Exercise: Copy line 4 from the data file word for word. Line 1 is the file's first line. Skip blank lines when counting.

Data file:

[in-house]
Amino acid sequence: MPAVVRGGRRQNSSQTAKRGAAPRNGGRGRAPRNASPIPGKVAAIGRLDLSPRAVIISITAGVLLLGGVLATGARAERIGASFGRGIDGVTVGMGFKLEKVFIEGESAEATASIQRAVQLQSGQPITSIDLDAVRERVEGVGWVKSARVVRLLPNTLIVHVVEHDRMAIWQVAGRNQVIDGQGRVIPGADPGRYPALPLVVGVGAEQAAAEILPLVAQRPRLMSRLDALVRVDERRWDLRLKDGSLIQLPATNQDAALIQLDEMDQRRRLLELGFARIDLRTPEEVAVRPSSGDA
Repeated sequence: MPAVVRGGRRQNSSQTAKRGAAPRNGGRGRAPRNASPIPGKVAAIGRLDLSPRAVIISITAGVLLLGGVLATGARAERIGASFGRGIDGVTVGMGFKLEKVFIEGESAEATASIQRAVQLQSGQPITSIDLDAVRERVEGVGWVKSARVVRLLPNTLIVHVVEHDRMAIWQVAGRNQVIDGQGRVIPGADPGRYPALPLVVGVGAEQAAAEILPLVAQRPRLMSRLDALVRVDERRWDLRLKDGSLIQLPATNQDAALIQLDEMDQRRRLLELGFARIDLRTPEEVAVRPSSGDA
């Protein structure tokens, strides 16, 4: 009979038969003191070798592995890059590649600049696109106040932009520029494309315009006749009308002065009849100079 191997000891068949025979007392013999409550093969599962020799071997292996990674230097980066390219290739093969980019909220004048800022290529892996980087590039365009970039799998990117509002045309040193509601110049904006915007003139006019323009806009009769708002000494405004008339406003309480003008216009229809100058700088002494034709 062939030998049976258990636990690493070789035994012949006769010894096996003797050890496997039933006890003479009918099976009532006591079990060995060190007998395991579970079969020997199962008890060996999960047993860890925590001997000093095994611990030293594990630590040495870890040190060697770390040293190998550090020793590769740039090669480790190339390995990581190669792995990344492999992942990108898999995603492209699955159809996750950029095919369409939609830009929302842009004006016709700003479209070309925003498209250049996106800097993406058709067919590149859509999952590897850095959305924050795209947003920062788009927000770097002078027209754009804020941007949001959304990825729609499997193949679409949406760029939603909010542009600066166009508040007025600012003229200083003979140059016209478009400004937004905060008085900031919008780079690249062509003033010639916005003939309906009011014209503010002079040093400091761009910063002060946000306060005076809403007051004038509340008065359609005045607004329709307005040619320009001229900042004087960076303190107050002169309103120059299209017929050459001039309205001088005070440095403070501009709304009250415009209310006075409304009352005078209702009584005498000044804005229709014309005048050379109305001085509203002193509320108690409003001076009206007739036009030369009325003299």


């Protein structure tokens, strides 16, 4: 009979038969003191070798592995890059590649600049696109106040932009520029494309315009006749009308002065009849100079 191997000891068949025979007392013999409550093969599962020799071997292996990674230097980066390219290739093969980019909220004048800022290529892996980087590039365009970039799998990117509002045309040193509601110049904006915007003139006019323009806009009769708002000494405004008339406003309480003008216009229809100058700088002494034709 062939030998049976258990636990690493070789035994012949006769010894096996003797050890496997039933006890003479009918099976009532006591079990060995060190007998395991579970079969020997199962008890060996999960047993860890925590001997000093095994611990030293594990630590040495870890040190060697770390040293190998550090020793590769740039090669480790190339390995990581190669792995990344492999992942990108898999995603492209699955159809996750950029095919369409939609830009929302842009004006016709700003479209070309925003498209250049996106800097993406058709067919590149859509999952590897850095959305924050795209947003920062788009927000770097002078027209754009804020941007949001959304990825729609499997193949679409949406760029939603909010542009600066166009508040007025600012003229200083003979140059016209478009400004937004905060008085900031919008780079690249062509003033010639916005003939309906009011014209503010002079040093400091761009910063002060946000306060005076809403007051004038509340008065359609005045607004329709307005040619320009001229900042004087960076303190107050002169309103120059299209017929050459001039309205001088005070440095403070501009709304009250415009209310006075409304009352005078209702009584005498000044804005229709014309005048050379109305001085509203002193509320108690409003001076009206007739036009030369009325003299």